African country reveals LNG export plan
Mauritania is set to launch its first liquefied natural gas (LNG) exports in mid-2024 as the government ramps up its development of the energy sector, Minister of Petroleum, Mines, and Energy Nani Chrougha announced on Friday.
Speaking at a Climate Change Conference in Dubai (COP28), Chrougha said the move is aimed at making the northwest African country a major global gas producer.
The announcement comes at a time when the European Union is ratcheting up imports of LNG in an effort to compensate for the shortage of Russian pipeline gas after the bloc pledged to wean itself off the sanctioned country’s energy.
According to Chrougha, the launch of Mauritanian gas exports would also transform the energy market in the entire MSGBC region (Mauritania, Senegal, Gambia, Guinea Bissau, and Guinea Conakry), ensuring a balance between conventional and sustainable energy sources.
“I do not see any conflict or contradiction between the development of gas resources in Mauritania and its desire to develop a green hydrogen industry,” the country’s president, Mohamed Ould Cheikh El Ghazouani, told the meeting in Dubai. He asserted the right of developing countries to explore their natural resources even in the context of global energy transition.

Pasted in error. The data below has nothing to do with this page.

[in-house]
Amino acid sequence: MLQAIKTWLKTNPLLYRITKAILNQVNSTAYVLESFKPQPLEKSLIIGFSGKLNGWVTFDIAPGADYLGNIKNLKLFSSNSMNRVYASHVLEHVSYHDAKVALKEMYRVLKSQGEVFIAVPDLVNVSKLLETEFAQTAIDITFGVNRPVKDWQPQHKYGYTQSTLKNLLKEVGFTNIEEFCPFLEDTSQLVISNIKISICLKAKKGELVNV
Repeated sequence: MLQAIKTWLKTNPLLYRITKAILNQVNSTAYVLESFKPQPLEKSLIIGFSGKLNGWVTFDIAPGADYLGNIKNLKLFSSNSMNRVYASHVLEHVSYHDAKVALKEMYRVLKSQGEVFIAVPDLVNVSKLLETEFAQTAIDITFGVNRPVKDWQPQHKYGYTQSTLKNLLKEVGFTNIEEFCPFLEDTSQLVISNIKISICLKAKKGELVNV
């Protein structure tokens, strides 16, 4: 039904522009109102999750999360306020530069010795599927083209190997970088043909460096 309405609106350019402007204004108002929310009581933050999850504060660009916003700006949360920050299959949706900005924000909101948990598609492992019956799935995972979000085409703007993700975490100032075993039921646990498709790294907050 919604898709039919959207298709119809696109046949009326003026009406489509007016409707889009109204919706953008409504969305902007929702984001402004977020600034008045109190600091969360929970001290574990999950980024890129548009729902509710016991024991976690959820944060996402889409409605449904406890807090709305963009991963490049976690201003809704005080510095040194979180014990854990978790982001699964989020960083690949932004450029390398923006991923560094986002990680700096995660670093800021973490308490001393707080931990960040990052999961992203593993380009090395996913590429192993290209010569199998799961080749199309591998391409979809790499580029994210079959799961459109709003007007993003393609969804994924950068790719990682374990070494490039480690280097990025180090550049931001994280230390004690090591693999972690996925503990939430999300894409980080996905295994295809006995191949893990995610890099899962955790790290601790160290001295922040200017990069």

Earlier this month, the Mauritanian energy minister said revenues generated from gas production would diversify the country’s economy by “creating jobs and new income sources that will stimulate economic growth and provide financial resources for critical development projects.”
The African nation plans to commence deliveries from its massive Greater Tortue Ahmeyim (GTA) deposit, located on the maritime border with Senegal and estimated to hold 15 trillion cubic feet of gas. The $4.8 billion liquefied natural gas project is operated by the British energy giant BP and the US company Kosmos Energy.
Mauritania’s second-largest gas field, BirAllah, has also attracted attention from major players in the oil and gas industry, including BP and Kosmos Energy, due to its immense investment potential. Located in the Mauritanian coastal basin, the deposit is estimated to hold 80 trillion cubic feet of gas.
For more stories on economy & finance visit RT's business section